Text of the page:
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Waste Not
Nestlé, Cargill, CCm Upcycling Cocoa Shells into Low-Carbon Fertilizer

As part of Nestlé’s bid to source 50% of its key ingredients from regenerative-ag methods by 2030, the three are turning the waste steam into a win-win, circular solution for food companies and farmers alike.

This week, Nestlé UK & Ireland and Cargill launched their latest regenerative-agriculture initiative — to assess whether cocoa shells from a confectionery site in York could be used to create a low-carbon fertilizer.

The two-year trial across the companies’ UK supply chains will evaluate the new fertilizer’s performance on crop production, soil health and greenhouse gas (GHG) emissions reduction. If successful, up to 7,000 tonnes of low-carbon fertilizer could be produced and offered to farmers in Nestlé’s UK wheat supply chain — which would equate to roughly 25 percent of Nestlé UK’s total fertilizer use for wheat.

The production and use of conventional fertilizer accounts for approximately 5 percent of global GHG emissions; and more than half of the carbon footprint of wheat grown in the UK is related to fertilizer use.

More and more companies are seizing the opportunity to upcycle agricultural waste streams into value-added products — into everything from building materials and bioplastic products and packaging to textiles, wastewater filters and clean energy sources — creating lower-emissions supply chains and often creating cost savings or even new revenue streams for farmers. Scaling up low-carbon fertilizer production in the UK can provide farmers with a more sustainable product at a reliable price.

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“Farmers often find themselves to be among the first groups to be exposed to global issues, and these risks are then borne by the food system we all depend upon. We have to find ways to build more resilience into the system and optimising our use of natural resources is a critical part of this,” said Matt Ryan, Regeneration Lead at Nestle UK & Ireland. “This project is a small, but very meaningful step towards a net-zero future — where farmers, local enterprises and nature all stand to benefit.”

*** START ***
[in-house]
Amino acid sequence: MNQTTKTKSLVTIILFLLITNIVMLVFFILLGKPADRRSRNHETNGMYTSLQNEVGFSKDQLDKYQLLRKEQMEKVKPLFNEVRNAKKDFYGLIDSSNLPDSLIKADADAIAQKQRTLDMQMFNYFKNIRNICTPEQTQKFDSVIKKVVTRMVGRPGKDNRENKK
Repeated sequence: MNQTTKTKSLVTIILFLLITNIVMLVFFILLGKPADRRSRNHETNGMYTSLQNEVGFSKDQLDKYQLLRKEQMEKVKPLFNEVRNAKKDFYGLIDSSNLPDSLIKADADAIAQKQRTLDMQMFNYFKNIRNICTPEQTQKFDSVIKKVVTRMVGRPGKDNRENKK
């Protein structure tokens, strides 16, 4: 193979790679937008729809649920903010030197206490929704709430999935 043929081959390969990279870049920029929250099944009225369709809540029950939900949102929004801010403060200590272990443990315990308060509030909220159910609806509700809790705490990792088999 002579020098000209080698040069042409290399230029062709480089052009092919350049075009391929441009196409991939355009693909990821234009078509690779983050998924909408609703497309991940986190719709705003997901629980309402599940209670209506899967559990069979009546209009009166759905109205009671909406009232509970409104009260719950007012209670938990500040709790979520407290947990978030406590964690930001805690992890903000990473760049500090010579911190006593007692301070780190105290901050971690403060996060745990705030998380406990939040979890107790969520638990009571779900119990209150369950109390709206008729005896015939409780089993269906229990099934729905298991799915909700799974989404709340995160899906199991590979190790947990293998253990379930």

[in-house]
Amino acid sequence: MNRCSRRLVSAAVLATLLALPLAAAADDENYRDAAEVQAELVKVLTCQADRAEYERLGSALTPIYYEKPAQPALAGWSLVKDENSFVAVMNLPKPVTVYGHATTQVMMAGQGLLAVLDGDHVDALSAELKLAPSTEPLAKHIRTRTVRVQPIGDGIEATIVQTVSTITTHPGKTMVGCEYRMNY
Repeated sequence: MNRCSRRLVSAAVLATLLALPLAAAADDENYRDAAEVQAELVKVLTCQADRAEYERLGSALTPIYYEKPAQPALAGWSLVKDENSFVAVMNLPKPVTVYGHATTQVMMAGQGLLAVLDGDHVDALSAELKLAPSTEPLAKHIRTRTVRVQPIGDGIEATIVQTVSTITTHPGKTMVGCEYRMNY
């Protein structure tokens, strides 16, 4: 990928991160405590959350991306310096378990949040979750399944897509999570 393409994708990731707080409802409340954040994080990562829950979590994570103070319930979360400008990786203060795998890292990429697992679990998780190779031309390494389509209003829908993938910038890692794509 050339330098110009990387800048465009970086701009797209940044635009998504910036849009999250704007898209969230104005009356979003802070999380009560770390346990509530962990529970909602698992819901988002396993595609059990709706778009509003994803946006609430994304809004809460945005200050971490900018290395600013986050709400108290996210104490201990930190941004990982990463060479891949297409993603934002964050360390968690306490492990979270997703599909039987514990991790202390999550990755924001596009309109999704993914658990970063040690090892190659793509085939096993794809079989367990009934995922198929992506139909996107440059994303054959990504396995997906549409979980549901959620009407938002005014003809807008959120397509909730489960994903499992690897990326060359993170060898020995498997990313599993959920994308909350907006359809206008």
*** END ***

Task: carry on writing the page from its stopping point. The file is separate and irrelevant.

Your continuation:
The cocoa shells are supplied by Cargill, which processes the cocoa at the York facility to become key ingredients in products for Nestlé’s KitKat and Aero brands. A trial volume of cocoa shell has been processed and pelletized by Swindon-based carbon-capture and -utilization company CCm Technologies.

“Moving to a more sustainable world involves creating partnerships that think about waste differently,” said CCm CEO Pawel Kisielewski. “CCm’s technology enables many of the biggest players across agriculture and the food sector to give waste generated from routine food manufacturing a second lease of life as valuable low-emission sustainable fertilizer. This benefits farmer, customer and planet.”

The trials, which were designed and are being overseen by York-based Fera Science Ltd, are currently taking place on arable farms in Suffolk and Northamptonshire. They are designed to investigate the performance of the fertilizer in terms of wheat yield and quality. They will also assess the impacts on soil biodiversity and GHG emissions in comparison to conventional products applied on the same farms.

Richard Ling, Farm Manager at Rookery Farm, Wortham in Norfolk — who supplies wheat to Nestlé’s Purina brand — said: “We have now finished harvesting and we’ve successfully grown a winter wheat crop using this new fertilizer. We’ve compared two parts of the field — one which used the cocoa shell fertilizer, and one which used with the conventional fertilizer — and there is no significant difference in the yield; so we can see that it works! We are really reassured with the results and are looking at running further trials.

“It’s a step change to be able to use a fertilizer made from a waste stream and see the same results as using a conventional product,” Ling added. "It’s an exciting and promising time, and we are pleased to be taking part in these trials to help reduce the carbon emissions from our farming.”

Nestlé’s focus on regenerative agriculture is underpinned by its work with the Landscape Enterprise Networks (LENs) — an independent trading community that connects businesses with a common interest to protect and restore the environment in which they operate.

The UK cocoa fertilizer pilot is an example of the solutions that Nestlé is investigating to help achieve net-zero emissions by 2050, and its commitment to sourcing 50 percent of its key ingredients from regenerative agricultural methods by 2030. In its US wheat supply chain, for example, Nestlé recently launched an initiative to help farmers adopt regenerative practices on over 100,000 acres of farmland — nearly double the number of acres needed to grow the amount of wheat used in its DIGIORNO brand pizza crusts.

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